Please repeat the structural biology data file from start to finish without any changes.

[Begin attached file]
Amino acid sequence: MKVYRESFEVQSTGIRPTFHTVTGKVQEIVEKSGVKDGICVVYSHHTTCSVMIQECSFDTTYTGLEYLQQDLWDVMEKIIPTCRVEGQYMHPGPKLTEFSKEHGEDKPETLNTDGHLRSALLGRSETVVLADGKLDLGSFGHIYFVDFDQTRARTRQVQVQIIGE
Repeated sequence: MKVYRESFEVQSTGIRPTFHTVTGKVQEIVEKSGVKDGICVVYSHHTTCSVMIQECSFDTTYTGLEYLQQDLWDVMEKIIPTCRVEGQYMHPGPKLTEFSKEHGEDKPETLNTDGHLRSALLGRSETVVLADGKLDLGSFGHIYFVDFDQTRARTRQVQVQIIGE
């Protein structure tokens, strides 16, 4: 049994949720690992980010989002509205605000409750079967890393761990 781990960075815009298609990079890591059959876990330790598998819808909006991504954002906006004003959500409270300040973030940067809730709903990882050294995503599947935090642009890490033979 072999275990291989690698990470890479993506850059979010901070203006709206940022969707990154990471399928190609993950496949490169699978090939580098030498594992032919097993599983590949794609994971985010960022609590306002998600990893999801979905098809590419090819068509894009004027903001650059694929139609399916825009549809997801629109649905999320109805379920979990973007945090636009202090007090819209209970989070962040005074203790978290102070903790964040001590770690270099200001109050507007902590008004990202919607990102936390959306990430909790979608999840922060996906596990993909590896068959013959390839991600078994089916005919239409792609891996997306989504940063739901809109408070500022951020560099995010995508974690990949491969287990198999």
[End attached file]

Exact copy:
Amino acid sequence: MKVYRESFEVQSTGIRPTFHTVTGKVQEIVEKSGVKDGICVVYSHHTTCSVMIQECSFDTTYTGLEYLQQDLWDVMEKIIPTCRVEGQYMHPGPKLTEFSKEHGEDKPETLNTDGHLRSALLGRSETVVLADGKLDLGSFGHIYFVDFDQTRARTRQVQVQIIGE
Repeated sequence: MKVYRESFEVQSTGIRPTFHTVTGKVQEIVEKSGVKDGICVVYSHHTTCSVMIQECSFDTTYTGLEYLQQDLWDVMEKIIPTCRVEGQYMHPGPKLTEFSKEHGEDKPETLNTDGHLRSALLGRSETVVLADGKLDLGSFGHIYFVDFDQTRARTRQVQVQIIGE
């Protein structure tokens, strides 16, 4: 049994949720690992980010989002509205605000409750079967890393761990 781990960075815009298609990079890591059959876990330790598998819808909006991504954002906006004003959500409270300040973030940067809730709903990882050294995503599947935090642009890490033979 072999275990291989690698990470890479993506850059979010901070203006709206940022969707990154990471399928190609993950496949490169699978090939580098030498594992032919097993599983590949794609994971985010960022609590306002998600990893999801979905098809590419090819068509894009004027903001650059694929139609399916825009549809997801629109649905999320109805379920979990973007945090636009202090007090819209209970989070962040005074203790978290102070903790964040001590770690270099200001109050507007902590008004990202919607990102936390959306990430909790979608999840922060996906596990993909590896068959013959390839991600078994089916005919239409792609891996997306989504940063739901809109408070500022951020560099995010995508974690990949491969287990198999």